I have really fallen in love with Paje. Each day, on my way to the beach, I try to walk through the poorer parts of town, so that I keep myself grounded. It's a good way to really self-reflect and count my blessings, as well as become aware of what is actually behind the scenes. I think of it as an obligatory initiation, and a trek everyone should have to make before being treated to the tropical & luxuriuos lifestyle of a tourist. From there, I love slowly wandering my way along the palm-lined beaches, diving into turquoise waters for a refreshing sunshine dip or escaping into a beach bar for a fresh & refreshing juice when I feel my knee is giving out or the Maasai have become much too aggrivating.
In Paje, you can sit and people-watch for hours.
As I mentioned in my last blog, I like to watch the tourists, especially the single women, interact with the Maasai. It's always entertaining seeing their varied responses. The Maasai have the ability to invoke everything from disgust to rejection to inquisitive to admiration.
There is always a lively game of football (soccer) on the beach, and it's fascinating how everyone gets involved, regardless of cultural background or language barriers. Football truley is its own internation language. Have ball will travel. It's true.
I have been eating such crap... and I know I shouldn’t, but I continue to do so. It's an addiction. Me and crap food. I wish I was addicted to vegetables, but alas... I am not.
I have the most incredible talent of binging on things that have the ability to competely bypass the inner workings of my stomach system. Of course, the repeating, the regurgitation and the frequent time spent on the toilet is something that never ONCE occurs to me until I have completely finished shoving it all into my mouth.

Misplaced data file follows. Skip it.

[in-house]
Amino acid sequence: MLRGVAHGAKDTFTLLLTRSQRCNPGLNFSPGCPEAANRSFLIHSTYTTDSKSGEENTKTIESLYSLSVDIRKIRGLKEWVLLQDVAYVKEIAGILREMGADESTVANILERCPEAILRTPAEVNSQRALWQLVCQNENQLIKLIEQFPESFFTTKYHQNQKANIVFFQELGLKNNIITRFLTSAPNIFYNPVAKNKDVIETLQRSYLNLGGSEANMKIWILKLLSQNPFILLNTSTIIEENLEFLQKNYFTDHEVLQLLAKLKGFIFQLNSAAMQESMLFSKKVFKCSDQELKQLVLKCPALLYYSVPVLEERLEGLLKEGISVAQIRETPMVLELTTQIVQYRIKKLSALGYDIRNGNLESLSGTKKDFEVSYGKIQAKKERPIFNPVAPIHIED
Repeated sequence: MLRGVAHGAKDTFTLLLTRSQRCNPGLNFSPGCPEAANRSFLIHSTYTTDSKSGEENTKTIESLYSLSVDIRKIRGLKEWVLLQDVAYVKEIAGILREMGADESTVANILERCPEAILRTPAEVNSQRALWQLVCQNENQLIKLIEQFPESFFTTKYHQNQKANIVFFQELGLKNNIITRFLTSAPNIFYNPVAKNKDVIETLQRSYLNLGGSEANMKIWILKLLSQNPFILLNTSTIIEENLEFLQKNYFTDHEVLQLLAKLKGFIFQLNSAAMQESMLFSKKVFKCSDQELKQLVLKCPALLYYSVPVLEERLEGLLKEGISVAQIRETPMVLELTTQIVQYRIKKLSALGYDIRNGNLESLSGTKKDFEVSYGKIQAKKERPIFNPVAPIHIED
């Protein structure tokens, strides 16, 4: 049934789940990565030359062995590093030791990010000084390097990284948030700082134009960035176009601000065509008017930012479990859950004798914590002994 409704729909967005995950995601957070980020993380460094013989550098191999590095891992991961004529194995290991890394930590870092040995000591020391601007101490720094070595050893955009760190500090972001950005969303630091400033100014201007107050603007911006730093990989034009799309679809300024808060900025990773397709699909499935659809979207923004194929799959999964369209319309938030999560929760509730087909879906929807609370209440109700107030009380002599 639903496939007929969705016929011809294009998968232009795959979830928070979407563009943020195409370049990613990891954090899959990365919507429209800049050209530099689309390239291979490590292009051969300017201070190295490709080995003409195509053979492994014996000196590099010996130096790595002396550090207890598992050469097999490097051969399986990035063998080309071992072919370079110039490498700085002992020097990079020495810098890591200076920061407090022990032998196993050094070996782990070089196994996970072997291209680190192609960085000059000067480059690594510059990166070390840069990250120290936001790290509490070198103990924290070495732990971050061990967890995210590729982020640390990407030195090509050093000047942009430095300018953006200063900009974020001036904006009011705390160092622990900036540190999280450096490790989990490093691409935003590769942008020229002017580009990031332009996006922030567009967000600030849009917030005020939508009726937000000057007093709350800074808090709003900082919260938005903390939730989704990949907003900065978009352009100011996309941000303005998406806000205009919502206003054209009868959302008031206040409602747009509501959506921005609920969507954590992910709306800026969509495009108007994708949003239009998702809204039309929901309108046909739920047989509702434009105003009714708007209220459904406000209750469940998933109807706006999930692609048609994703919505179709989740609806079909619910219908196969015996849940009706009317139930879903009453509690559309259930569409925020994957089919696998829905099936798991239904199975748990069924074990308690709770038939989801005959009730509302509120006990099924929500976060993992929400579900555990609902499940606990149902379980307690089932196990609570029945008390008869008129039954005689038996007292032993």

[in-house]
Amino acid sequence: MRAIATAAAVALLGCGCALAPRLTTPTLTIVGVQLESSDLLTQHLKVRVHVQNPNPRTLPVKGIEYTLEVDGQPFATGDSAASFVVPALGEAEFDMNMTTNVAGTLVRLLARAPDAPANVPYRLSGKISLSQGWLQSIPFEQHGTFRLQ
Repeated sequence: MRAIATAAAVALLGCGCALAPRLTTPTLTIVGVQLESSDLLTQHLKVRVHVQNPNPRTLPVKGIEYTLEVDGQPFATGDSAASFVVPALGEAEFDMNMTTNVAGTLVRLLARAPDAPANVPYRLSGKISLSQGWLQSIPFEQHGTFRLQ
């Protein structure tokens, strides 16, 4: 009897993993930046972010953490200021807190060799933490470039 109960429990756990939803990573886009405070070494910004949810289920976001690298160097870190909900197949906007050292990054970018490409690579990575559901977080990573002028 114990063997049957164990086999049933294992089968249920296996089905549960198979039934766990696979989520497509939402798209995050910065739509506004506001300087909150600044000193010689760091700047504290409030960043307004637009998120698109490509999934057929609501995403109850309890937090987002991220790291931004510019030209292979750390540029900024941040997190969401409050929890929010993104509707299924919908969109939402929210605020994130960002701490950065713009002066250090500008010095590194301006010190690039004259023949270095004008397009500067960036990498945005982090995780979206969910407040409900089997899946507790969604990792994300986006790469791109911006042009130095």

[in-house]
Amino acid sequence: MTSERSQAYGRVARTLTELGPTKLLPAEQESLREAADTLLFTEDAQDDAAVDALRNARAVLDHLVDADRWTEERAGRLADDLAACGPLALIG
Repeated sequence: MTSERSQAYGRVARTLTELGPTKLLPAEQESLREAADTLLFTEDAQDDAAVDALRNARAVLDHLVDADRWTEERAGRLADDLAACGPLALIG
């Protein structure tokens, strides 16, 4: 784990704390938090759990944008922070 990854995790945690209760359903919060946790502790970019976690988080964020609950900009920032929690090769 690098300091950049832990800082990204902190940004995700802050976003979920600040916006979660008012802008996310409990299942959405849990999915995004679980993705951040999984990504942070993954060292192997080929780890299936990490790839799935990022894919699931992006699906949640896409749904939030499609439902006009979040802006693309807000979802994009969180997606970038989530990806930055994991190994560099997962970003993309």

What are these culinary delights, you ask?
Oh, the list is long... but some of my flux favourites have been;
Garlic eggplant bruschetta
Beet Hummus, falafel & onion chapate.
Avocado & mango mayonnaise wrap.
Brie, honey, pecan and butter sandwich.
I think I need my own portable toilet. And a lifetime supply of Loperamide.
I usually like to top these doozies off with a Piña Colada or something that falsely claims to be a chocolate milkshake.
Speaking of food and my gastrointestinal tract... I went to The Rock on Christmas day! It was meant to be a very special experience for me. Christmas Day. I made the reservation months ago... and dreamed of this magical moment for months.
The Rock was situated just off the coast of Pingwe, and about 13kms from the Simba Lodge. I had already made my mind up that I would walk one way, but had not really determined which way it would be. Nina, the lady from Germany, had expressed interest in tagging along, and I did write to inquire as to whether I could bring a guest, but the answer I received was a firm no. I expected it. After all, it was Christmas Day and this was The Rock...
I was fine going on my own.
I had made so many friends at Simba, and had been spending every moment with them, so I was looking forward to a little me time.
Our Christmas weather wasn't great. The skies had turned to grey, it was windy and the rain had moved in... Due to the poor conditions, Nina kept an eye on the the online reservations, and as soon as there was a noon opening, she grabbed at it. She booked for the 2 of us immediately, cancelled mine and off we went.
Taxis here are expensive. If anyone tried to tell you differently, they have too much money.
Maybe it's because I'm white and there is always wads of American money falling out of my pockets... but holy moly.
No taxi today! I was tired of spending money... and I was on my way to Zanzibar's most expensive restaurant. Dala dala, it was to be! In other words... the bus.
Nina had never taken a dala dala before, and she really had no choice but to follow me! I had my 1000 shillings ready, and I jumped aboard as soon as it came to a stop in front of us. It was packed. Packed with people. Packed with bananas. It was standing room only for a few kilometres, and every time it pulled over to pick someone up or drop someone off, Nina would ask, "Is the Rock?"
I finally pulled out my phone so I could track our journey and try to narrow down the repetition.